Sarah Sze

The Timekeeper installation was a catalyst for a book which explores major new ideas in Sze’s work and practice. This ambitious work is extensively documented here alongside significant new texts by noted scholars on Sze and the themes that inform—and are informed by—her art, including the experience of time. In addition to the scholarly texts and abundant photographs of the work, the Timekeeper catalogue includes a section designed by Sze that function as a flip book to demonstrate the movement of time.


Sarah Sze


Sarah Sze was born in Boston, Massachusetts in 1969. Sze builds her installations and intricate sculptures from the minutiae of everyday life, imbuing mundane materials, marks, and processes with surprising significance. Combining domestic detritus and office supplies into fantastical miniatures, she builds her works, fractal-like, on an architectural scale.

Often incorporating electric lights and fans, water systems, and houseplants, Sze’s installations balance whimsy with ecological themes of interconnectivity and sustainability. Whether adapting to a venue or altering the urban fabric, Sze’s patchwork compositions seem to mirror the improvisational quality of cities, labor, and everyday life. On the edge between life and art, her work is alive with a mutable quality—as if anything could happen, or not.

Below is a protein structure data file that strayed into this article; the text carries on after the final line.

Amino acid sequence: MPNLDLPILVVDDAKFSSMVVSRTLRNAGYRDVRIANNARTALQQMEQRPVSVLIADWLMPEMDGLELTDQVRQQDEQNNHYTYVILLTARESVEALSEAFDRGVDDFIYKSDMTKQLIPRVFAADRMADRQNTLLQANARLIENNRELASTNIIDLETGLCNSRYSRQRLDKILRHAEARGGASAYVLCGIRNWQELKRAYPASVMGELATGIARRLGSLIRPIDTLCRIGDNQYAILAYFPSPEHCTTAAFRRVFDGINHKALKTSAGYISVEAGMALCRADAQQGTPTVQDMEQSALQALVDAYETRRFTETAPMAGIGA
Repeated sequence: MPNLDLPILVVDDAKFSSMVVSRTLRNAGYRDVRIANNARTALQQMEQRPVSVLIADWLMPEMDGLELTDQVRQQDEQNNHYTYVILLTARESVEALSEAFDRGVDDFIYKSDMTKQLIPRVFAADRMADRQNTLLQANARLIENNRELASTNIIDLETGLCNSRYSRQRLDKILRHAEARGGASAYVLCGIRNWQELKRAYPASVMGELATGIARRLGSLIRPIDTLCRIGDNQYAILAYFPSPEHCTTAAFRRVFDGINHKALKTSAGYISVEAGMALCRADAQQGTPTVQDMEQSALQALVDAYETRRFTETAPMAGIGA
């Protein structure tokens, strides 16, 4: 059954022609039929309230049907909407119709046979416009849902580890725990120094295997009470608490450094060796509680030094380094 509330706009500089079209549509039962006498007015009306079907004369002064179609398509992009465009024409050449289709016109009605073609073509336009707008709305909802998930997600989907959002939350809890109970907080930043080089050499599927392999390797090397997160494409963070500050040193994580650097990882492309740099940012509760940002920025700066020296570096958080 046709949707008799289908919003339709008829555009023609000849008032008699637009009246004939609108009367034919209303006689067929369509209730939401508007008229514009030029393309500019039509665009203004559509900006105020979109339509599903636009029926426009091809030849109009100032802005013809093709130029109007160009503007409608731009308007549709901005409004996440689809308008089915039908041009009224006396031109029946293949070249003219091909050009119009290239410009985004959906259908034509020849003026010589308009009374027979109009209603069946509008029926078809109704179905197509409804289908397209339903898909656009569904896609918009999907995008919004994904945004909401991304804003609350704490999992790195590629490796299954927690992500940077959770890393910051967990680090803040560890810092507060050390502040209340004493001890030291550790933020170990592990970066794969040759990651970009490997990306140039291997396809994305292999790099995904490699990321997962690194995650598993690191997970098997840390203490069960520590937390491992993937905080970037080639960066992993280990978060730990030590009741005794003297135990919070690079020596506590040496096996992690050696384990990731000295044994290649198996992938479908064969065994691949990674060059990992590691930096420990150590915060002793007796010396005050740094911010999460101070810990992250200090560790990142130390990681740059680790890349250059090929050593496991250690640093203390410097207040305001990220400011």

Sarah Sze
Venice Biennale, 2013

Sarah Sze received a BA from Yale University (1991) and an MFA from the School of Visual Arts (1997). She has received many awards, including a Radcliffe Institute Fellowship (2005); John D. and Catherine T. MacArthur Foundation Fellowship (2003); Louis Comfort Tiffany Award (1999); and the Rema Hort Mann Foundation Award (1997).

Major exhibitions of her work have appeared at the Asia Society Museum, New York (2011); 10th Biennale de Lyon (2010); BALTIC Centre for Contemporary Art (2009); Malmö Konsthall (2006); Whitney Museum of Amerian Art (2003); Walker Art Center (2002); São Paulo Bienal (2002); Museum of Contemporary Art, Chicago (1999), and Foundation Cartier pour l’art contemporain, Paris (1999), the Carnegie International (1999), and the 48th Venice Biennale (1999). Sarah Sze lives and works in New York City.

2013 Venice Biennale